As our formerly compartmentalized life became its present multi-functional existence, the home in which we habitat nowadays didn’t exactly have the same impressive transformation. Exercise equipment, office stuff, the designated clutter-free Zoom zone that sits in the middle of everything… All of it is everywhere.
But before you think don’t tell me about room dividers, Patti Ayers, of Waterford-based Pillows and Pleats, says there’s a trick to making the concept of the room divider actually work in reality. She says, “draw a simple floor plan or sketch the room [you want to divide] to scale” before you buy anything. “Or use blue painter’s tape on the floor [of the space you] would like to divide. You can easily move the tape around without damaging floors until [you] find the perfect configuration.” She also recommends checking the space at different times of the day. As the light changes, shadows that didn’t exist before might suddenly appear after the piece is installed, depending on the type of divider you use.
That’s just one of the tips we gathered from NoVA’s decor experts. Ranging from very temporary to semi-permanent, here are a few creative ways to separate your space.
If you need a quick way to camouflage an otherwise disorganized corner, we suggest creating a line out of larger potted plants. Bill Cupp, owner of Wolf Trap Nursery, recommends getting a group of Monsteras (split-leaf Philodendron), Birds of Paradise, Cereus Peruvians (Peruvian apple cactus), Canellas, Fiddle-leaf Figs or China Doll plants. The larger ones come in ten- or 12-inch pots, and he has plenty of decorative pottery.
Behind the Curtain
If you want to hang drapes to separate space, do your fabric homework first. Ayers says, “consumers should consider fabric content. So many [of my] clients request 100 percent linen. However, linen grows in the summer, and in the winter it shrinks. If you love that [sheer] look, but don’t want your panels to be sitting on the floor during the summer months, I recommend a linen blend which usually is more stable.”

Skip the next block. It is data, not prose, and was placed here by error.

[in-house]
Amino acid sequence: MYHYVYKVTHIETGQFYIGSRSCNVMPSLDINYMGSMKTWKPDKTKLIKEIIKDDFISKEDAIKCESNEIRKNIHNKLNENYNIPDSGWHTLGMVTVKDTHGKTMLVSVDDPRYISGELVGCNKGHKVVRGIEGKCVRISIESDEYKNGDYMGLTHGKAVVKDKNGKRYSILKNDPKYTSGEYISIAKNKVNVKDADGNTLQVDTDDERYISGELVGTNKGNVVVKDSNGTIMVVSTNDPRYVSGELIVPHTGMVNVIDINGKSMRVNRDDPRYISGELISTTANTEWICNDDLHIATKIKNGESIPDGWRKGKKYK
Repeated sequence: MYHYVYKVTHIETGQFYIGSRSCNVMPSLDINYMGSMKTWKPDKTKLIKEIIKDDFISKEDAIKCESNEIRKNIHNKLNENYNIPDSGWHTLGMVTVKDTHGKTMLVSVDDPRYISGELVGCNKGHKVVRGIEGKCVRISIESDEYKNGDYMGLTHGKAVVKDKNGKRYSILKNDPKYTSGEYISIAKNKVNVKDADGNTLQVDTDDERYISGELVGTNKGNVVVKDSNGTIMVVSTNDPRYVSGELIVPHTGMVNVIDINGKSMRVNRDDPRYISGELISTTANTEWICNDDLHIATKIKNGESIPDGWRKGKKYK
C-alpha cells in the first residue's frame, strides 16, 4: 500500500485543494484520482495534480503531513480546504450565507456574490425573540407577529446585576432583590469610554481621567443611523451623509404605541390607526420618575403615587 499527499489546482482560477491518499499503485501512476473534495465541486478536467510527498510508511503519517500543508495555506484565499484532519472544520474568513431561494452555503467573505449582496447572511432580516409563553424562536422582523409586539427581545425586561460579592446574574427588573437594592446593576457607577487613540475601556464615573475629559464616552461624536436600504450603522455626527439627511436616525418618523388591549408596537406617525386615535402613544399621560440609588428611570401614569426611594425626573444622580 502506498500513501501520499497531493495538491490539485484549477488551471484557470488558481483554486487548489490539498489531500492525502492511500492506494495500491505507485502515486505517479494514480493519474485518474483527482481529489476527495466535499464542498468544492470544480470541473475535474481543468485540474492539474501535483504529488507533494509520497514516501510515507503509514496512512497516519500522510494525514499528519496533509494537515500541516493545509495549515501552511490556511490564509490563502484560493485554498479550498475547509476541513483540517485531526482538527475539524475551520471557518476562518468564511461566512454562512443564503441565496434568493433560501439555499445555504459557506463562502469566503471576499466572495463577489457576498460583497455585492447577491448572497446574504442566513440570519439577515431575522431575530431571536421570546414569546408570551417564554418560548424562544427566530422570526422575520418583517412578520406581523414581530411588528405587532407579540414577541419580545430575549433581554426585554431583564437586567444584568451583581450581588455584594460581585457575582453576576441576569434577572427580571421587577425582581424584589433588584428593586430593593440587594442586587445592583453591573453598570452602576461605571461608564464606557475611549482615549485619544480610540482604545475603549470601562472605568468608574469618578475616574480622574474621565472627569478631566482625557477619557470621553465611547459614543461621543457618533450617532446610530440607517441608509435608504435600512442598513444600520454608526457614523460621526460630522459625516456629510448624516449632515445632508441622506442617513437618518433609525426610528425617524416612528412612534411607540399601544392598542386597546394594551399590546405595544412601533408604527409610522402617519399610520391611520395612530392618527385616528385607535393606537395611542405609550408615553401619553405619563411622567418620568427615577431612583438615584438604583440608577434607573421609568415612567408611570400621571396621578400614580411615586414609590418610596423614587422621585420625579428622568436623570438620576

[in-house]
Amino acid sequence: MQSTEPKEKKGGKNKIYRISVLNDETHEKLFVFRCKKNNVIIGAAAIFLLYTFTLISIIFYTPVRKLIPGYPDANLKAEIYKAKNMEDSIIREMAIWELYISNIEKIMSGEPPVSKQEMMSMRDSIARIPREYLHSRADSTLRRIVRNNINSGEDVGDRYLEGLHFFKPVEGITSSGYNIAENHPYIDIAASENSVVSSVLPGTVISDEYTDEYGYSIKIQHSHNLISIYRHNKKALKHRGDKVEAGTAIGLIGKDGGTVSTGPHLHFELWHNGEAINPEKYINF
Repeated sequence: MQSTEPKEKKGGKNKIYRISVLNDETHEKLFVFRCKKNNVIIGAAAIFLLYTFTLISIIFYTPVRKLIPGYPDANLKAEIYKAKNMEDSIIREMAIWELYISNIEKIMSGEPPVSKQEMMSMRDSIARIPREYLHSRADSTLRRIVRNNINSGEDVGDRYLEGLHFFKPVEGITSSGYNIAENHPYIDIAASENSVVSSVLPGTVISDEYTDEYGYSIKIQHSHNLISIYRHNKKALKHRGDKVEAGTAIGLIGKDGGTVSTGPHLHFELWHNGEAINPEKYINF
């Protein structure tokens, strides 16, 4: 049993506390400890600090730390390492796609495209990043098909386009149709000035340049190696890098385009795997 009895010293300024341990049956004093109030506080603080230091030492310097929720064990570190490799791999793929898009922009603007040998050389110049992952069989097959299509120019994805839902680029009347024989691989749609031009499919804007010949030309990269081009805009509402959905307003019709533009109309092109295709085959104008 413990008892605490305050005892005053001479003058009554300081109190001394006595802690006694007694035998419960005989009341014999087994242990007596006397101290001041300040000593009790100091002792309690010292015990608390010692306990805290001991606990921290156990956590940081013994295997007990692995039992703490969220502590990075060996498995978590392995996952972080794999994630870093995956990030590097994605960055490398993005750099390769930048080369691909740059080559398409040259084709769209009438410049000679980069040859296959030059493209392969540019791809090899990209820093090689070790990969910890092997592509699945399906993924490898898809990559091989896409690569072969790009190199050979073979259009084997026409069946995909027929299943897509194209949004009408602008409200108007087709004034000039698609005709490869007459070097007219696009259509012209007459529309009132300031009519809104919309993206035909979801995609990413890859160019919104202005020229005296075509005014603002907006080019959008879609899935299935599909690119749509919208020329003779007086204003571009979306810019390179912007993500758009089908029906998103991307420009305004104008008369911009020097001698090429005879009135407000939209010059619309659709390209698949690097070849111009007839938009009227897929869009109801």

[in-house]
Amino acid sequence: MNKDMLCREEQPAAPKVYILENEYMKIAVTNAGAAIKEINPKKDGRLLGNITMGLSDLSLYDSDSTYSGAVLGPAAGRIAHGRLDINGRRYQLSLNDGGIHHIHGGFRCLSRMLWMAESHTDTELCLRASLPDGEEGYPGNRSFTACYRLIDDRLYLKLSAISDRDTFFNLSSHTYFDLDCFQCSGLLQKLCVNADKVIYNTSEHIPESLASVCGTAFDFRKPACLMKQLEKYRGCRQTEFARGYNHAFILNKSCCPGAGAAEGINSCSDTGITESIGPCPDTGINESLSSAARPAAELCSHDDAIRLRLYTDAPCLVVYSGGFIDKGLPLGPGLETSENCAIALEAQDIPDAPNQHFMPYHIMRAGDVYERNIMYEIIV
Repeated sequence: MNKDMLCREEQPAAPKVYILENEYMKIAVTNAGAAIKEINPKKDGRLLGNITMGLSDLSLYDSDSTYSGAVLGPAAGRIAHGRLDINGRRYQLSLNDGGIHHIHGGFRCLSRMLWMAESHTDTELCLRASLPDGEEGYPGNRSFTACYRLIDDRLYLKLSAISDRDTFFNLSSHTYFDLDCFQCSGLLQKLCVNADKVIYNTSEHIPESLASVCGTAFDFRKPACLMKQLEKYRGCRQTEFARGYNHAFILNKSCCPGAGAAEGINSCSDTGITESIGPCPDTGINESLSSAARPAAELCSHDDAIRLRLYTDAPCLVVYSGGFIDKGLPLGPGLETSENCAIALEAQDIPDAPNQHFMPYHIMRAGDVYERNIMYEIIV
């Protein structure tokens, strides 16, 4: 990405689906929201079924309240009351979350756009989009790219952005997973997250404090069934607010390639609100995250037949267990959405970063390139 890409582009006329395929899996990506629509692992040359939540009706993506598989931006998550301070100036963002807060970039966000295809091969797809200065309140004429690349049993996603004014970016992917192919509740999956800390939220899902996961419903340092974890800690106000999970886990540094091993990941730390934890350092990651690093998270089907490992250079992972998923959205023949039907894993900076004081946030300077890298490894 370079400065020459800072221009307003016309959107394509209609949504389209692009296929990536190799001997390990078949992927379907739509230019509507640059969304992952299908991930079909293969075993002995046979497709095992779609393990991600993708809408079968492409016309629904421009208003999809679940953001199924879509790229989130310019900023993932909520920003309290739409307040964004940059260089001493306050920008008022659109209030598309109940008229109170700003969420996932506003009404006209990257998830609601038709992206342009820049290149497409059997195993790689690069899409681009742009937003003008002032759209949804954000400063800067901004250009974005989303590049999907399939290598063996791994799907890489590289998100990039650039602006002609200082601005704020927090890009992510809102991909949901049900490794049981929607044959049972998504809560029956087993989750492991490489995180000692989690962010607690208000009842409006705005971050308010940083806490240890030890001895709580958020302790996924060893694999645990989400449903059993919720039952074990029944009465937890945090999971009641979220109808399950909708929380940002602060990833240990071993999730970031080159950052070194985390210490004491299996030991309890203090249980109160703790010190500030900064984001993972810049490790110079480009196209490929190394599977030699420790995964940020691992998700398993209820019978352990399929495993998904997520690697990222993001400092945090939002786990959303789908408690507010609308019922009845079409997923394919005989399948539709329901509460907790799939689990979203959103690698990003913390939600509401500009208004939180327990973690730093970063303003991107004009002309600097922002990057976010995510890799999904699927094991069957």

If you like a rustic look and really love the hunt, check out Maggie’s Farm for a wide range of architectural salvage. Owner Valentina Campbell lends some inspiration if you’re considering beginning your quest.
She says, “Matching shutters can easily be hinged together side by side, and by adding a few inexpensive wood feet, you can create a moveable folding screen. Mismatched shutters, especially smaller ones, can be laid out on the floor and pieced together patchwork style to form a large solid panel.” She says using “liquid glue or small hinges will connect them, and create one large panel that can be suspended from the ceiling or installed as a permanent wall.” If it’s not your junk you want to hide, she says, “I have worked with a client who did this to create a privacy screen on her porch so she didn’t have to look at her neighbors’ unkempt yard.”
Pricey, Custom Installation
Stained glass panels are a beautiful way to create a natural stop as one room flows into the next. They will cost a fortune, though, and the design process alone is daunting, not to mention every step in the process up to final installation. Decorative Glass Solutions, which serves NoVA counties, does have a photo gallery you can browse to get creative juices flowing—or just to window-shop.
For more design tips, subscribe to our Home newsletter.